The deadly coronavirus is taking a toll on financial markets around the world. Stock-price declines have been swift and relentless.
Now there is intense pressure for companies to shore up cash reserves, not only by reducing investment and suspending share buybacks, but by cutting dividend payouts.
Jefferies global equity strategist Sean Darby has listed 60 companies in the S&P 500
that he and his colleagues think are “susceptible to a dividend cut.”
Here’s the entire list, followed by explanations and more background from Darby:
|Company||Ticker||Dividend yield||Dividend coverage ratio||Net debt to equity|
|General Mills Inc.||
|American Electric Power Co. Inc.||
|Genuine Parts Co.||
|Consolidated Edison Inc.||
|International Flavors & Fragrances Inc.||
|Duke Energy Corp.||
|United Parcel Service Inc. Class B||
|J.M. Smucker Co.||
|Becton, Dickinson and Co.||
|Bristol-Myers Squibb Co.||
|Las Vegas Sands Corp.||
|American Tower Corp.||
|Campbell Soup Co.||
|Federal Realty Investment Trust||
|Microchip Technology Inc.||
|Kinder Morgan Inc Class P||
|AvalonBay Communities Inc.||
|Extra Space Storage Inc.||
|SL Green Realty Corp.||
|Boston Properties Inc.||
|Essex Property Trust Inc.||
|Simon Property Group Inc.||
|Mid-America Apartment Communities Inc.||
|Alexandria Real Estate Equities Inc.||
|Kimco Realty Corp.||
|Regency Centers Corp.||
|Molson Coors Beverage Co. Class B||
|Digital Realty Trust Inc.||
|Realty Income Corp.||
|Newell Brands Inc||
|Williams Companies Inc.||
|Dominion Energy Inc||
|Crown Castle International Corp.||
|Iron Mountain Inc.||
|Wynn Resorts Ltd.||
|Healthpeak Properties Inc.||
You can click on the tickers for more about each company.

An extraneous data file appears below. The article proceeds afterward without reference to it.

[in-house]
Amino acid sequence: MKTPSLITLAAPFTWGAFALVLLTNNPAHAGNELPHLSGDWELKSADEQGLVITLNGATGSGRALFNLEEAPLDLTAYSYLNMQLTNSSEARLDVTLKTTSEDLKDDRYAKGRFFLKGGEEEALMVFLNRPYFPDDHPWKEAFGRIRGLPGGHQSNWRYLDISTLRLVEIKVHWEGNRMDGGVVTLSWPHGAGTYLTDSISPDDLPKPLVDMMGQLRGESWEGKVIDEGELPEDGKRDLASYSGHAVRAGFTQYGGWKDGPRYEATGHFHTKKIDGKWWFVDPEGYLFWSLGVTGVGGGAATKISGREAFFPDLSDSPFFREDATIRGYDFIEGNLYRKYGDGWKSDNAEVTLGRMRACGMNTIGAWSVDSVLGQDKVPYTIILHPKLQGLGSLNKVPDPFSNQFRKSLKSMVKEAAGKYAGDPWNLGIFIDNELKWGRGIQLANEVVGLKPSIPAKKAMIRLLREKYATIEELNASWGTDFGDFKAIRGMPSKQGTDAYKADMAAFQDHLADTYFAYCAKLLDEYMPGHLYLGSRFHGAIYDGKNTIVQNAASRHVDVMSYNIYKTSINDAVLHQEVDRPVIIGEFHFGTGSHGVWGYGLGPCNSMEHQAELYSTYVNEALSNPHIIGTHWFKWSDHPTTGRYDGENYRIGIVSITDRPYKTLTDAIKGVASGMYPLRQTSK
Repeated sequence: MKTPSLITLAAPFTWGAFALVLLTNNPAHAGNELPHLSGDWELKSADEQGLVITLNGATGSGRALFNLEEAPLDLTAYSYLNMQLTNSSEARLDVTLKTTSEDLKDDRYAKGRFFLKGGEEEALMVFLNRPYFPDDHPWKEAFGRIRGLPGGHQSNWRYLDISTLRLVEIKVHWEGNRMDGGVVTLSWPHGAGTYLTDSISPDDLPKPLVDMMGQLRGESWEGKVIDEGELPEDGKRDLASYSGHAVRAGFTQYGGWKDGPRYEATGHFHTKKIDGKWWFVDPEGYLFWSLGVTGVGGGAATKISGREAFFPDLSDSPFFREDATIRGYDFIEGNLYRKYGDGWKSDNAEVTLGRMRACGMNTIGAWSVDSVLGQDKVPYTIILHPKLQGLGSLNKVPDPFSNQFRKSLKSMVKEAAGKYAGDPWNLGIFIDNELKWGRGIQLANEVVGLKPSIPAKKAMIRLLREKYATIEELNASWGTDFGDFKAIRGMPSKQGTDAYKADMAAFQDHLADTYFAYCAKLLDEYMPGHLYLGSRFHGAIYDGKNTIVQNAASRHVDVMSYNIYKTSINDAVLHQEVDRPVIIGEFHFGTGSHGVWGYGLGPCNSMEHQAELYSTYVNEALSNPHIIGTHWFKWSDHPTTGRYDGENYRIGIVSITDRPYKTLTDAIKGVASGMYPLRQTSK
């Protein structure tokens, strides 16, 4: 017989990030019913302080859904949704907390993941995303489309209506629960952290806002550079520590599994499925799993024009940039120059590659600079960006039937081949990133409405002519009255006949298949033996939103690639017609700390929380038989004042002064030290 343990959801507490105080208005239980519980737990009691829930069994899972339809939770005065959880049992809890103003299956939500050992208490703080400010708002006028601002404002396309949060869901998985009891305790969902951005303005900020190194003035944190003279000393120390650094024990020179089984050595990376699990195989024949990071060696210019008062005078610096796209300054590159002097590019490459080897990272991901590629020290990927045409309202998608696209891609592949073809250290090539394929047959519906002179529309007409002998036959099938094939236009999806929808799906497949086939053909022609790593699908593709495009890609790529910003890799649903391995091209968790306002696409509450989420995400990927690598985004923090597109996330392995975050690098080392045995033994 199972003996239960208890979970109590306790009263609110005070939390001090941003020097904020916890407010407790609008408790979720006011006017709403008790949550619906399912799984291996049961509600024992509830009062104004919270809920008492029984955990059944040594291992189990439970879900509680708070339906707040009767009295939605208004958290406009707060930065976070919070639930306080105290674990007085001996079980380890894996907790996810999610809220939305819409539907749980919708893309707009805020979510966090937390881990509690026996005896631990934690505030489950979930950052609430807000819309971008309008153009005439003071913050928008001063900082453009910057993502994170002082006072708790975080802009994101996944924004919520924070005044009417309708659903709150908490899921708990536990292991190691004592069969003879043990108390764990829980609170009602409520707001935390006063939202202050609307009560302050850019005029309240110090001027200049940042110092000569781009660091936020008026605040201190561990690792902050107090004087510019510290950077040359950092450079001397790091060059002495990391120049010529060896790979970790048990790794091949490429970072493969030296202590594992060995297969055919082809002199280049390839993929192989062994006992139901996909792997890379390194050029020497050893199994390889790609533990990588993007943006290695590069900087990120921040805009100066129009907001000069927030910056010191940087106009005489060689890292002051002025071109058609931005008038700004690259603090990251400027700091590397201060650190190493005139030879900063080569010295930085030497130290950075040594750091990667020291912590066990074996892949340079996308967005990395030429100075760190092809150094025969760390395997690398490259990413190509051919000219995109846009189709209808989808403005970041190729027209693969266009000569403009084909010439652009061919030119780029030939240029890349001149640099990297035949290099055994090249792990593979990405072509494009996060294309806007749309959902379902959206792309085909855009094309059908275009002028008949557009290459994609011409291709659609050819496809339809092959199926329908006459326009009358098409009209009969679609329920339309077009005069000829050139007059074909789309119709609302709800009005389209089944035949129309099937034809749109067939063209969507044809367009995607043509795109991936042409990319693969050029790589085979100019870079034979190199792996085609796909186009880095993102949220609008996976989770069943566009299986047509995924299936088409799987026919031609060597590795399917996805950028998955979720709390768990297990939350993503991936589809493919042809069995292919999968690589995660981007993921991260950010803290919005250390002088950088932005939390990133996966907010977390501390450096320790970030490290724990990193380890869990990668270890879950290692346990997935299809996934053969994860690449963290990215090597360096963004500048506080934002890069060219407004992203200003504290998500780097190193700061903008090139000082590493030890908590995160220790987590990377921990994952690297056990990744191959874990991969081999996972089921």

You may have to scroll to see all the data.
The table is sorted by declining dividend coverage ratio, which was calculated by the Jefferies analysts by dividing the firm’s estimated earnings for the companies over the next 12 months by the expected dividend payouts based on the current dividend rates. A higher coverage ratio is better. However, a high ratio of net debt to equity is of concern. The net-debt-to-equity ratio was calculated by subtracting cash from debt and dividing by equity.
When asked in an email why he used earnings instead of free cash flow for the dividend coverage ratio, Darby replied: “Many companies will smooth dividend payments, so if we look at earnings measures, we can get an idea of how confident they are about future payments.”
One company that would have made Darby’s list was Macy’s
However, the retailer suspended its dividend March 20 after temporarily closing all of its stores March 17. Macy’s placed the “majority” of its employees on furlough this week.
The Coronavirus Aid, Relief, and Economic Security (CARES) Act was signed into law by President Trump on March 27. Companies that borrow from the federal government will be unable to pay dividends for a year after the loans have been repaid in full.
Of course, companies that don’t receive federal assistance will be able to continue paying dividends and even buying back shares. But in this new climate, management teams have to be careful.
“As companies become more aware that they are running their businesses for the bond holders (and credit markets) rather than for the equity investors, their focus will turn to managing cash rather than earnings,” Darby wrote in his report March 30.
He explained that debt issuers with sub-investment-grade ratings (below BBB) appeared not to have access to the Federal Reserve’s Primary Market Corporate Credit Facility (PMCCF) or its Secondary Market Corporate Credit Facility (SMCCF), which were established March 23.
Darby went further, pointing out that the ratings firms might cut their ratings for BBB-rated bond issuers, making them likely to lose access to those programs.
So there are all sorts of reasons for companies to think ahead and shore up cash any way they can, by suspending share buybacks, cutting capital expenditures and cutting or suspending dividends.
In a report listing large-cap stocks with “safe dividends,” Goldman Sachs analyst Cole Hunter predicted dividends for the S&P 500 would decline by 25% in 2020.